In what might have been the fastest restaurant renovation in
history, the new Uni reopened a mere four weeks after Clio served its last meal
in that space. Gone are the white table clothes and hushed, formal atmosphere.
Walk into Uni and you feel like you just walked into a
happening party. A sushi bar lines the far wall and sleek metal
fish “swim” above diners’ heads as they sit on a long, comfortable leather
banquette. There is no silverware save chop sticks and denim clad servers
buzz around the room like happy bees. Partners Ken Oringer and Tony
Messina are the executive chefs, Akira Sugimoto, formally of O Ya, is the sushi
chef and Jason Kilgore from The Hawthorne oversees the bar program.

We tried Uni a mere six days after it opened
but you would never know it from the food to the service. The new menu is
four times the size of the old incarnation and the servers and runners
completely know the ins and outs of what is going on with each dish on it. There
are cold and hot plates, nigiri, makimono and uni classics. The
recommendation is three to five plates per person.

The dishes draw their inspiration from all
over the world. The smoked hamachi tartare and the Chinese celery and
mushroom salad were the first dishes to arrive at our table. The hamachi
is in a delicate little nori cup and topped with osetra caviar. Pop it in
your mouth and the flavors just come together beautifully. The crunchy
celery and mushroom salad is tossed with black beans, pickled allium and
crispy garlic. A little Japanese, a little Chinese and a lot of happiness.

The Yunnan eggplant salad is the dish I could not stop
thinking about the next day. A Spanish romesco sauce of red peppers and
almonds, toasted cumin, mint and Chinese black vinegar made the humble eggplant
a true scene stealer.

The ever so slightly sweet Japanese milk bread was light as
air, toasted and utterly addictive when eaten with the yellow chive and sausage
butter.

A smoky shishito emulsion enhanced every airy, crunchy bite
of the salt and pepper squid. It was one of the lightest fried calamari
dishes you’ll find.

Steamed fluke on braised tofu skin and broccolini was
finished with a yellow chive vinaigrette. The fluke was flaky perfection
and the chive vinaigrette necessitated a second order of the wonderful milk
bread so that there was not a drop left behind.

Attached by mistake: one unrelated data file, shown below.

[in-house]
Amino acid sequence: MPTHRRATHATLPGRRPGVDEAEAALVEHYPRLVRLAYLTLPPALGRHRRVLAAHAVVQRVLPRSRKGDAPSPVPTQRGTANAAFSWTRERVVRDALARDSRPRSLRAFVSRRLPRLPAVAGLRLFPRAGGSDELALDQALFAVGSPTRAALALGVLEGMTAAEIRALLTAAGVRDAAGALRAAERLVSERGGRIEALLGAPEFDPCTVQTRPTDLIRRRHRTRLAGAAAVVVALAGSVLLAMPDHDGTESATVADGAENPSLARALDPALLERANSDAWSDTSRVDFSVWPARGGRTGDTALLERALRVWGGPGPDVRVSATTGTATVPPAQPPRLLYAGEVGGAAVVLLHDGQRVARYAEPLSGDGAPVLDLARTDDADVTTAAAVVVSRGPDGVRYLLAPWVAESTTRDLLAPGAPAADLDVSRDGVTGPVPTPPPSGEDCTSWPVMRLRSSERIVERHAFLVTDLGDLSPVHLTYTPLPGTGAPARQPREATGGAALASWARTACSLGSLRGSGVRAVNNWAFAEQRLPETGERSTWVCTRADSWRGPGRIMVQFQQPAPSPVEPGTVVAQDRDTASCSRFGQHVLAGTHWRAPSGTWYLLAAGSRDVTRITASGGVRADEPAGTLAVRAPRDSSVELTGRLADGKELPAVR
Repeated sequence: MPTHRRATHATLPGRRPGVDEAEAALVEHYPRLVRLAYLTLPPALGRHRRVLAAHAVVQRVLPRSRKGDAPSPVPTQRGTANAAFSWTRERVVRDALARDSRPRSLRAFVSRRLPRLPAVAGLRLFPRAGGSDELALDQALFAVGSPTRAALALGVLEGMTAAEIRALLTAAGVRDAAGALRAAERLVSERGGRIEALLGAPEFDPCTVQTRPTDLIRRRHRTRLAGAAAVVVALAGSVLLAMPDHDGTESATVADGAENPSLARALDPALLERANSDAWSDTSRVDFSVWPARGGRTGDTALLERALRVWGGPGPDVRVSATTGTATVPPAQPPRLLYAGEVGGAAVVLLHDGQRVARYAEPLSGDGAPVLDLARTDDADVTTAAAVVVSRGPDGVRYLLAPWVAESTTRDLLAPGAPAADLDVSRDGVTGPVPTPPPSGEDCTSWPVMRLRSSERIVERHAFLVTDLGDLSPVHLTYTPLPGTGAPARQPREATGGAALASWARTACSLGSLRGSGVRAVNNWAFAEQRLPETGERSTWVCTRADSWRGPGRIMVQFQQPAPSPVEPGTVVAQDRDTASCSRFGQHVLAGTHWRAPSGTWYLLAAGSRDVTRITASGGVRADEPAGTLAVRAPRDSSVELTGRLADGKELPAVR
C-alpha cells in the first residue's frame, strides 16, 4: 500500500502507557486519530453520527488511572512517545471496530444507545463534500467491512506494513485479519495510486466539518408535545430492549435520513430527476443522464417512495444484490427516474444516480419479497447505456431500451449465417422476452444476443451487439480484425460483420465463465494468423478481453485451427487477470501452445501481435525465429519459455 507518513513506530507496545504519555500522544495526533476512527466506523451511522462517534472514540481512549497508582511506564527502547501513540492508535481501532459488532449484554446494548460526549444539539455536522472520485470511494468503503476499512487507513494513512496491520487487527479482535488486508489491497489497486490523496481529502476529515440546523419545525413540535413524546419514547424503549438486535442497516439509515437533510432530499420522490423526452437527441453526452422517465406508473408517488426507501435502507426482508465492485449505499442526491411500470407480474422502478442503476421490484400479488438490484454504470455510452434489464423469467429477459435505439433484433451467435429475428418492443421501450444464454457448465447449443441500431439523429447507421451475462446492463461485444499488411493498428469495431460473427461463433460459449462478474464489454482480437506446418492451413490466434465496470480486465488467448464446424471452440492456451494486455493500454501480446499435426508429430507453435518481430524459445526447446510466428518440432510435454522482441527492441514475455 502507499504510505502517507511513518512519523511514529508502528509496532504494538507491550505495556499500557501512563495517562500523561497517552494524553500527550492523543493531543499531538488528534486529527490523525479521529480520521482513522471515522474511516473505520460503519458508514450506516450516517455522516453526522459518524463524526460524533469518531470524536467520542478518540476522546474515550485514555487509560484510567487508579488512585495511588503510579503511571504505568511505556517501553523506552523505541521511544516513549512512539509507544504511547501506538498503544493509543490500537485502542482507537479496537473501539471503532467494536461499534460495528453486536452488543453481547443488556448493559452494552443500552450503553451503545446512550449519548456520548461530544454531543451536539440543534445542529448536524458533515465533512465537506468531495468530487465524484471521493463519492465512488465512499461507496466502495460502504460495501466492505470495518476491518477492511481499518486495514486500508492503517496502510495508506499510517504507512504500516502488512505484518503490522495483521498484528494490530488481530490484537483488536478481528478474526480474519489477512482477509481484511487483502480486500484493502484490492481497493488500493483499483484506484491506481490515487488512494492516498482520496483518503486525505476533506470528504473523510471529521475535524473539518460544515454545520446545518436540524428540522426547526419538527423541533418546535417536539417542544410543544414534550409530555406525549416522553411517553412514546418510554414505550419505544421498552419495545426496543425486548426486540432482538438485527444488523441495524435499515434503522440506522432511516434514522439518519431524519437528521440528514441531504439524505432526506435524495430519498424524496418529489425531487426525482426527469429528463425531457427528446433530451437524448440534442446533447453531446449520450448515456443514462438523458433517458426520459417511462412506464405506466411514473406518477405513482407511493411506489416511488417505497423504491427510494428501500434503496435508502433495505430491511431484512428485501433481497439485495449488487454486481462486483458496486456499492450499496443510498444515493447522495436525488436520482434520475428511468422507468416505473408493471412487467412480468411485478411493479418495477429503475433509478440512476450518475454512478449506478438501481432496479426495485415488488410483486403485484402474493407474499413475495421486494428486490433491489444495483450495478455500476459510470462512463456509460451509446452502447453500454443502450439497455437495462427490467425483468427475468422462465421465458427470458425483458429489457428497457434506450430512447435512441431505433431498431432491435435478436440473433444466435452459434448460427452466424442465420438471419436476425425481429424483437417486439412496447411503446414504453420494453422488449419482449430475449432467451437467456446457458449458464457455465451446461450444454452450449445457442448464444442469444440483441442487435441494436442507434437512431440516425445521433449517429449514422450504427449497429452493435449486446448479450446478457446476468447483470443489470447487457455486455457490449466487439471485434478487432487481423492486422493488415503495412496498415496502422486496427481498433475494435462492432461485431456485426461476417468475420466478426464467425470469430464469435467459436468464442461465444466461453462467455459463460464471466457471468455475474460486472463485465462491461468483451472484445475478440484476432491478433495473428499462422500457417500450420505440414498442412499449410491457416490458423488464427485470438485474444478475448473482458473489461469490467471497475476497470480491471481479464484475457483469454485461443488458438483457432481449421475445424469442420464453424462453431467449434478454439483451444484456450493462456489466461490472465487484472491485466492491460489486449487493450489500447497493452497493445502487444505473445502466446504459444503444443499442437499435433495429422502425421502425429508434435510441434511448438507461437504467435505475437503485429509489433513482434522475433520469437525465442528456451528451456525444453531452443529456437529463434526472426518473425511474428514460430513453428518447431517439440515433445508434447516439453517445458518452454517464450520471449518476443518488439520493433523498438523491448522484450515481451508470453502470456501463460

You cannot really mention the steamed pork bun with braised
pork belly without conjuring up David Chang as it is the thing that made him a
household name. I still remember the first time I tried it. Just
brilliant. Uni’s version is filled with pickled vegetables, chili aioli
and BBQ sauce as well as tender braised pork belly. The pork, however, is
not merely sliced like Chang’s version when I had it back in the day.
Before nestling into the waiting bun, the pork belly gets a dip in hot
oil giving it a crisp crust that gives way to the tender belly as you take a
bite. The softness of the steamed bun, the crisp exterior of the pork
belly, the tender interior of the belly and the vegetables and sauces combine
in a way that is ridiculously good.

King crab yakitori was with a black lime butter. Not sure
how it was yakitori as it was not skewered and did not appear to have been
grilled. While it was tasty it was the least interesting dish of night.

We finished with a nigiri plate of Lubina (Spanish sea
bass), Geoduck, striped marlin belly and roasted carrot. The fish was
sparkling fresh but the roasted carrot with vadouvan creme fraiche nigiri was
so interesting and delicious that, once again, a vegetable dish stole the show.

In lieu of dessert, we decided that the Asian “Cheesy Corn”
would substitute nicely as a cheese plate and we were right. Corn,
cotija cheese and a hot sauce vinaigrette are served up with shrimp crackers.
Paired with a couple of terrific cocktails and you have a wonderful
finish at one of the most exciting new restaurants to open in Boston in a
long time.

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Thanks! Great report. I’m eager to try it- planning a birthday dinner late-Feb/early March.

wow. thanks sounds amazing. can you touch on the prices? did it seem to be a good value? i’d love a celebratory meal there but am guessing it might be out of my budget. thank you!

I found the prices to be better than the old Uni. Vegetable plates (eggplant, celery and cheesy corn) around $8. The pork buns were $6. These help round out the cost of the meal. All the prices are on their menu which is on their website. This is the menu we had - http://uni-boston.com/wp-content/uploads/2015/09/unimenu_1.29.16.pdf It is not cheap but it is GOOD!

thank you for sharing!!!

My dining budget won’t get me to Uni very soon, but I do really enjoy reading your blog entries. Thanks for taking the time to write it up and share.

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Thank you bear! You could Uni in a non-budget busting way by grabbing a seat at the bar and trying a couple of plates. A drink, a pork bun or two and one more plate and you’ll probably leave happy.

That could be the perfect way to start of our anniversary meal in May as we continue to look for a replacement for our annual Hamersley’s night out. Thanks, Kara!

“Food is a pretty good prism through which to view humanity.”

― Jonathan Gold